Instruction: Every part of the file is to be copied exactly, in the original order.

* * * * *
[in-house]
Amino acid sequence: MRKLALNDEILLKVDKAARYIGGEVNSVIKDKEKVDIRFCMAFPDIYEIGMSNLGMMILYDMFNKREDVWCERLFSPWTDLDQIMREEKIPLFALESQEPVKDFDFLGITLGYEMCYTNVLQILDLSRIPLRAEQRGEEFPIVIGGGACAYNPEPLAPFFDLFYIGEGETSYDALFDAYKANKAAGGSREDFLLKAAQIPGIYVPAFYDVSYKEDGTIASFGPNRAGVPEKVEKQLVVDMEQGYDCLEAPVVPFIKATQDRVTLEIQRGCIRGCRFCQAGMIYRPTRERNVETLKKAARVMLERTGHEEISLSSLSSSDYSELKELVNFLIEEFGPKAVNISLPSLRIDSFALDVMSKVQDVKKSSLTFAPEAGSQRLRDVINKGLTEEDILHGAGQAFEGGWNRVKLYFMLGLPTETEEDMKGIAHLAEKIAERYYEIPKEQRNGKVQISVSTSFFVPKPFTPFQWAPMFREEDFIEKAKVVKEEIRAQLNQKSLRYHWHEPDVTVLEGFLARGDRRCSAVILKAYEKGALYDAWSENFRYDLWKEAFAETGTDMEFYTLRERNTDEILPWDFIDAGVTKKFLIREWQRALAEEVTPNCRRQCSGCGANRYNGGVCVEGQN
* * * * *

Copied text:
[in-house]
Amino acid sequence: MRKLALNDEILLKVDKAARYIGGEVNSVIKDKEKVDIRFCMAFPDIYEIGMSNLGMMILYDMFNKREDVWCERLFSPWTDLDQIMREEKIPLFALESQEPVKDFDFLGITLGYEMCYTNVLQILDLSRIPLRAEQRGEEFPIVIGGGACAYNPEPLAPFFDLFYIGEGETSYDALFDAYKANKAAGGSREDFLLKAAQIPGIYVPAFYDVSYKEDGTIASFGPNRAGVPEKVEKQLVVDMEQGYDCLEAPVVPFIKATQDRVTLEIQRGCIRGCRFCQAGMIYRPTRERNVETLKKAARVMLERTGHEEISLSSLSSSDYSELKELVNFLIEEFGPKAVNISLPSLRIDSFALDVMSKVQDVKKSSLTFAPEAGSQRLRDVINKGLTEEDILHGAGQAFEGGWNRVKLYFMLGLPTETEEDMKGIAHLAEKIAERYYEIPKEQRNGKVQISVSTSFFVPKPFTPFQWAPMFREEDFIEKAKVVKEEIRAQLNQKSLRYHWHEPDVTVLEGFLARGDRRCSAVILKAYEKGALYDAWSENFRYDLWKEAFAETGTDMEFYTLRERNTDEILPWDFIDAGVTKKFLIREWQRALAEEVTPNCRRQCSGCGANRYNGGVCVEGQN